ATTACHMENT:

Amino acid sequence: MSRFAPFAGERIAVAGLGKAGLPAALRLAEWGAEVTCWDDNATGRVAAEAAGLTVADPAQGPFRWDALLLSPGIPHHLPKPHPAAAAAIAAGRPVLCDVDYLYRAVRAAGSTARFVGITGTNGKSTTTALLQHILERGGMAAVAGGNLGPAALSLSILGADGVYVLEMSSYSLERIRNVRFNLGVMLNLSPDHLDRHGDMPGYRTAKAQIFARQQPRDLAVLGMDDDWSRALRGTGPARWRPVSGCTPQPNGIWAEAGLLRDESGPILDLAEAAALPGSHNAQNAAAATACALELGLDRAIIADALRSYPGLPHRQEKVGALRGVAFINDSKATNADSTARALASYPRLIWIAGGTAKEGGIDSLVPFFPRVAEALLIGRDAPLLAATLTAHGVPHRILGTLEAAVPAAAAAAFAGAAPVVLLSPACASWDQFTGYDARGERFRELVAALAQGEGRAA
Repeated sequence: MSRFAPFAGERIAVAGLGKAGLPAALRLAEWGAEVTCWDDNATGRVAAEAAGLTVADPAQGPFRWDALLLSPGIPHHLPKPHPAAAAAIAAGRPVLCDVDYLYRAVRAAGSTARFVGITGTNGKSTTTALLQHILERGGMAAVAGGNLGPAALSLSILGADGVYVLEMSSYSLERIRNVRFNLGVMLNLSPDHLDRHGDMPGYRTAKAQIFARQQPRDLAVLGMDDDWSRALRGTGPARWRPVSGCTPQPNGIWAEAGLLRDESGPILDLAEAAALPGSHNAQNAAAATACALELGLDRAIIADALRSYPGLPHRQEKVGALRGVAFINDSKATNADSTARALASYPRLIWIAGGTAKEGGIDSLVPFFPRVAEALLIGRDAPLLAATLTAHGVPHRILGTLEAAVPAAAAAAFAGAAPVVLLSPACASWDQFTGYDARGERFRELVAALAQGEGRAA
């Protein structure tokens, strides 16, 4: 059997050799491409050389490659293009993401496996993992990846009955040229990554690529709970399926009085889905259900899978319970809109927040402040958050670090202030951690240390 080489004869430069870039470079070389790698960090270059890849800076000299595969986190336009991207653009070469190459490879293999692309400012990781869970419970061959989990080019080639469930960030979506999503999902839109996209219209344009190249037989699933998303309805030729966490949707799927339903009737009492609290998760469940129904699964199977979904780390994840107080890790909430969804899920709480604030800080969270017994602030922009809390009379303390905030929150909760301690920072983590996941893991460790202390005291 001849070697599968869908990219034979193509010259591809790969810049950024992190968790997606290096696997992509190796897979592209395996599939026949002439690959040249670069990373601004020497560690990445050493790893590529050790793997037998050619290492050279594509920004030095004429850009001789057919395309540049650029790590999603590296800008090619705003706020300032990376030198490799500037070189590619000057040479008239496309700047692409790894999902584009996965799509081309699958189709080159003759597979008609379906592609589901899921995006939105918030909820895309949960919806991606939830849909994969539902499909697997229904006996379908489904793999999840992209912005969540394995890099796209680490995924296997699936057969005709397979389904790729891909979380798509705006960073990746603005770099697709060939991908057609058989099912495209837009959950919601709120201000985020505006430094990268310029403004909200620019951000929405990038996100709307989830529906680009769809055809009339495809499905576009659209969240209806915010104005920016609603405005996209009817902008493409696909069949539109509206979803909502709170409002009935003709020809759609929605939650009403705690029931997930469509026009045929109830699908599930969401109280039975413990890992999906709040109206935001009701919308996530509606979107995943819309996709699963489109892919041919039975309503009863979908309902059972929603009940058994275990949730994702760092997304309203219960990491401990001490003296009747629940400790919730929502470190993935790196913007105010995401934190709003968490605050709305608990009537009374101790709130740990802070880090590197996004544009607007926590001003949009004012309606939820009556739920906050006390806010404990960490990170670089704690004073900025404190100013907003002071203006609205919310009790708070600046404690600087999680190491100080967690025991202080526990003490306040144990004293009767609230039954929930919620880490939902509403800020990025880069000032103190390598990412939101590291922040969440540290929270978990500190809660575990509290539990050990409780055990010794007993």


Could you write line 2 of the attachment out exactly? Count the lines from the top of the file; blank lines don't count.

Repeated sequence: MSRFAPFAGERIAVAGLGKAGLPAALRLAEWGAEVTCWDDNATGRVAAEAAGLTVADPAQGPFRWDALLLSPGIPHHLPKPHPAAAAAIAAGRPVLCDVDYLYRAVRAAGSTARFVGITGTNGKSTTTALLQHILERGGMAAVAGGNLGPAALSLSILGADGVYVLEMSSYSLERIRNVRFNLGVMLNLSPDHLDRHGDMPGYRTAKAQIFARQQPRDLAVLGMDDDWSRALRGTGPARWRPVSGCTPQPNGIWAEAGLLRDESGPILDLAEAAALPGSHNAQNAAAATACALELGLDRAIIADALRSYPGLPHRQEKVGALRGVAFINDSKATNADSTARALASYPRLIWIAGGTAKEGGIDSLVPFFPRVAEALLIGRDAPLLAATLTAHGVPHRILGTLEAAVPAAAAAAFAGAAPVVLLSPACASWDQFTGYDARGERFRELVAALAQGEGRAA